Prague, Czechia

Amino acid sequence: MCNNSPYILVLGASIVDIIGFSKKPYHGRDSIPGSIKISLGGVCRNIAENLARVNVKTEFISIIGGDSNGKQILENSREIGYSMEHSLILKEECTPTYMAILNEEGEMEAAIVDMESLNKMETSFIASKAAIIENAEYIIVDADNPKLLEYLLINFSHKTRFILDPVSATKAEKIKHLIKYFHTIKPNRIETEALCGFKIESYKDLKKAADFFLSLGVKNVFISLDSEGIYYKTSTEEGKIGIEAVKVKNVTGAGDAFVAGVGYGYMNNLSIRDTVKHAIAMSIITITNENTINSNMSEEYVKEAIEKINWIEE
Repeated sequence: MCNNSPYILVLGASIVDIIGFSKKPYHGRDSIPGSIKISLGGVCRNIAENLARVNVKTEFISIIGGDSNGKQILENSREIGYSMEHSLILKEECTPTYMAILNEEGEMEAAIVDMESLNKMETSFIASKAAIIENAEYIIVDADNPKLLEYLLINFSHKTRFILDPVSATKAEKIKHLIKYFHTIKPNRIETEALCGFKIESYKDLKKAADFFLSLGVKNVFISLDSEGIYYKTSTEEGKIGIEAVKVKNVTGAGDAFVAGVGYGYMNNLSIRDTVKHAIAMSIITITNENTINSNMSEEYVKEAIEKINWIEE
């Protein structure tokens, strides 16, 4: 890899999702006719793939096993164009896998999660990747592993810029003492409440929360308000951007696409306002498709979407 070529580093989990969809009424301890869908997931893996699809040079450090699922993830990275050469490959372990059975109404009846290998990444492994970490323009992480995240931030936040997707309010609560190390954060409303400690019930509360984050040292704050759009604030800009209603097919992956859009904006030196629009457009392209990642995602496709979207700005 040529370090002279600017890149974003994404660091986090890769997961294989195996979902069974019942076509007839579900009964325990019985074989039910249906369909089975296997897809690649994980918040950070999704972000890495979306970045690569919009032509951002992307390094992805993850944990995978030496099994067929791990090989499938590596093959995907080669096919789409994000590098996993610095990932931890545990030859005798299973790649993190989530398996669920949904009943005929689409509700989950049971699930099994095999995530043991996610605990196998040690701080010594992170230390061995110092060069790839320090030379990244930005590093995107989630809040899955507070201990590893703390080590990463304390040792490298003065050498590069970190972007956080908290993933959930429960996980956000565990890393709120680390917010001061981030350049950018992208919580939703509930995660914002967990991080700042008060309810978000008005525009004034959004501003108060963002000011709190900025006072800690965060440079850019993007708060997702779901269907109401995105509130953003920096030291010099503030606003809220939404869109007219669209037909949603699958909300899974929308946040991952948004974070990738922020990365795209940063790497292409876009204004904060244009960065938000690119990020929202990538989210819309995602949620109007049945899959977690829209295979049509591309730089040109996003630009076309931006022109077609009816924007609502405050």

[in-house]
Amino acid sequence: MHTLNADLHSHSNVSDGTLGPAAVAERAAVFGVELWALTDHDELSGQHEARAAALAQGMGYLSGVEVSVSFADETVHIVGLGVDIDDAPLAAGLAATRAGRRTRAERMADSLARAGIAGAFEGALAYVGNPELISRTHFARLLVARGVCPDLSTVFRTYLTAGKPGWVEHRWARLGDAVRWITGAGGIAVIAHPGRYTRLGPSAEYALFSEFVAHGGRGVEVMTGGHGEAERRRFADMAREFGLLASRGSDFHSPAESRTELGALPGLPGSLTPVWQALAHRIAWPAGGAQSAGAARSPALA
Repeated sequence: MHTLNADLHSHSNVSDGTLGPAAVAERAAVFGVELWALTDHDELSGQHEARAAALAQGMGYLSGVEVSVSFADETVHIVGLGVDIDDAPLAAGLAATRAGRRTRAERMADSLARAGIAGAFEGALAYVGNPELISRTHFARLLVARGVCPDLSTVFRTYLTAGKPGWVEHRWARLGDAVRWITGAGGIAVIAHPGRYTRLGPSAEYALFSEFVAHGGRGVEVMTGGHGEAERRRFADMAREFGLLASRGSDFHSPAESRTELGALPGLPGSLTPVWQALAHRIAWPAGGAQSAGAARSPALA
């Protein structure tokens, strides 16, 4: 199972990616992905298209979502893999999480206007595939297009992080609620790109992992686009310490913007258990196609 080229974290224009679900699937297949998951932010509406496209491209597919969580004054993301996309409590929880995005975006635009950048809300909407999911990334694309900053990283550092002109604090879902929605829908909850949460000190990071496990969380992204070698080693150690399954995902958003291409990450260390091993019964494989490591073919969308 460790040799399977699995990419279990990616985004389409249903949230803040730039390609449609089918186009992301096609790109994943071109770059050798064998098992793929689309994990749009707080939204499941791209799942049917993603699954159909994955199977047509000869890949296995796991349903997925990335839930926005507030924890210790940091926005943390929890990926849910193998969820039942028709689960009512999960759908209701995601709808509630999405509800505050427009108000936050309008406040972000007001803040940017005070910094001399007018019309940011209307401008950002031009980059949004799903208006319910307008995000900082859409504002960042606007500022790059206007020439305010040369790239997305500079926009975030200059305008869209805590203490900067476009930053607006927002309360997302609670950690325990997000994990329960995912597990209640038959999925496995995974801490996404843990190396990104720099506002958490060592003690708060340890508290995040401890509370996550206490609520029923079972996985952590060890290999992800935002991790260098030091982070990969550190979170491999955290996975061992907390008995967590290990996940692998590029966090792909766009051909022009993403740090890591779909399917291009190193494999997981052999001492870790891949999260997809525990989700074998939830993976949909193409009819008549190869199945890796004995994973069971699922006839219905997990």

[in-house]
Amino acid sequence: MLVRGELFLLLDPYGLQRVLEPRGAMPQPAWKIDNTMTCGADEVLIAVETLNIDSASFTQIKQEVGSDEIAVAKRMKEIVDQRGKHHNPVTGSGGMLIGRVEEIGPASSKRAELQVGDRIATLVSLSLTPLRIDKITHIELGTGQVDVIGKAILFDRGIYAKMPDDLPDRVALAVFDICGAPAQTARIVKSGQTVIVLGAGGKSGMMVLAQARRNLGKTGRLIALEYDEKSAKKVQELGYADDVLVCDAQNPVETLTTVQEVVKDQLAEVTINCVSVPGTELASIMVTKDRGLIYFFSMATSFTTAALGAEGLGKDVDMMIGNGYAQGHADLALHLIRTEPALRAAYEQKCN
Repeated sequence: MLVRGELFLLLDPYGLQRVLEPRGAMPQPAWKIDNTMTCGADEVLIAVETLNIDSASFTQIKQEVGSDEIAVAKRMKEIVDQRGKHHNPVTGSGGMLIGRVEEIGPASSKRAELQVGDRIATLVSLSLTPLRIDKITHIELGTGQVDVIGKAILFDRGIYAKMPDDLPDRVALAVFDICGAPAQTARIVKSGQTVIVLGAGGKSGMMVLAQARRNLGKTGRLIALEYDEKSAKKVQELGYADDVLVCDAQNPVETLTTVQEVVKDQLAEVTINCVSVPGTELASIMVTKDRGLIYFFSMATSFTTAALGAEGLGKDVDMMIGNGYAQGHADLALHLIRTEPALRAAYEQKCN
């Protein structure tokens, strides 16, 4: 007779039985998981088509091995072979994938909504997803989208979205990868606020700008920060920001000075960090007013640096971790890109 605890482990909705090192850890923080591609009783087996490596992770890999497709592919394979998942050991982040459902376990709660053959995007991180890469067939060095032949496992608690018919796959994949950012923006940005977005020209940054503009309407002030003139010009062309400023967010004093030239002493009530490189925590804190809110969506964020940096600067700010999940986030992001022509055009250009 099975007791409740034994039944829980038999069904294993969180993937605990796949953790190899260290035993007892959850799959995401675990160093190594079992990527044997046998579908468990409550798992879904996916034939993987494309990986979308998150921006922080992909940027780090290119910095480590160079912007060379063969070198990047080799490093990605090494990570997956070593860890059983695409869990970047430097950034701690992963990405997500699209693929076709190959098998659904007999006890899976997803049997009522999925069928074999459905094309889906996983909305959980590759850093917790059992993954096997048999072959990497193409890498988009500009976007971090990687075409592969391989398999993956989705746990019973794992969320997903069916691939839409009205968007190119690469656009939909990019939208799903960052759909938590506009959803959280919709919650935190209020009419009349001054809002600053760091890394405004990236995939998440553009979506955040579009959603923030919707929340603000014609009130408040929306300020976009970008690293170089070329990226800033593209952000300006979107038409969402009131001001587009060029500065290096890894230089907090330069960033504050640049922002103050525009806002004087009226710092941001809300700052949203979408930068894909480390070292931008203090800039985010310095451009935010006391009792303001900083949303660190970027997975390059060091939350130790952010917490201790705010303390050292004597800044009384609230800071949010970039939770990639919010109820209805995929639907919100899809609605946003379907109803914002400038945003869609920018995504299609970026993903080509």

was Sea Containers v. Stena Sealink where an essential facility was defined as “a facility or infrastructure without access to which competitors cannot provide services to their customers”. According to the well-established case law of the CJEU there are five elements to be satisfied in order to determine that a refusal to supply amounts to abuse: is there a refusal to supply, does the accused undertaking have a dominant position in an upstream market, is the product indispensable to someone wishing to compete in the downstream market, would a refusal to grant access lead to elimination of effective competition in the downstream market, and can the refusal to supply be objectively justified (Whish, Bailey, 2018, p. 716). There are many CJEU leading cases establishing the essential facility doctrine but we shall mention IMS Health case that may be of particular interest for this paper. The IMS Health case involved a company that abused its dominant position by refusing to grant licences to other companies. The case was decided in the preliminary procedure. It started before the German courts. IMS Health developed a database on the regional sales of pharmaceuticals. This database was protected by copyright underGerman law.The competing companyNDCreferred the case to the European Commission claiming that IMS Health was abusing its dominant position by refusing to grant licence for that database. The European Commission ordered an interim measure, that was later suspended by the General Court and confirmed by the Court. The decision was withdrawn by the European Commission. Meanwhile, the German court requested a preliminary ruling from the Court on the same issue. The Court addressed the case from the perspective of compulsory licence of a database. Here, one interesting point emerges. A former manager of IMS Health, after leaving the company, created the company Pharma Intranet Information. He wanted to use the database protected by the German copyright law and was prohibited access. As Surblytė-Namavičienė stresses, the case was more about whether a particular piece of data can be used by a former employee. So, the case was not about access to data, but on the possible unfair behaviour of a former director. This is outside the scope of Article 102, but may provide guidance of the reasoning of the Court on this issue as well (Surblytė Namavičienė, 2020, pp. 208 and 209). Although all the elements must be determined in order to apply an essential facility doctrine, we find the indispensability test interesting. It was developed in the Bronner case. The case confirmed that a refusal to supply may amount to an abuse of dominant position where the input is incapable of being duplicated or it is extremely difficult to duplicate, especially where it is physically and legally impossible and economically not viable (Whish, Bailey, 2018, p. 719). It is crucial to formulate a balance between the need of companies to compete on their merits and to give access on some indispensable information. Can we apply those criteria


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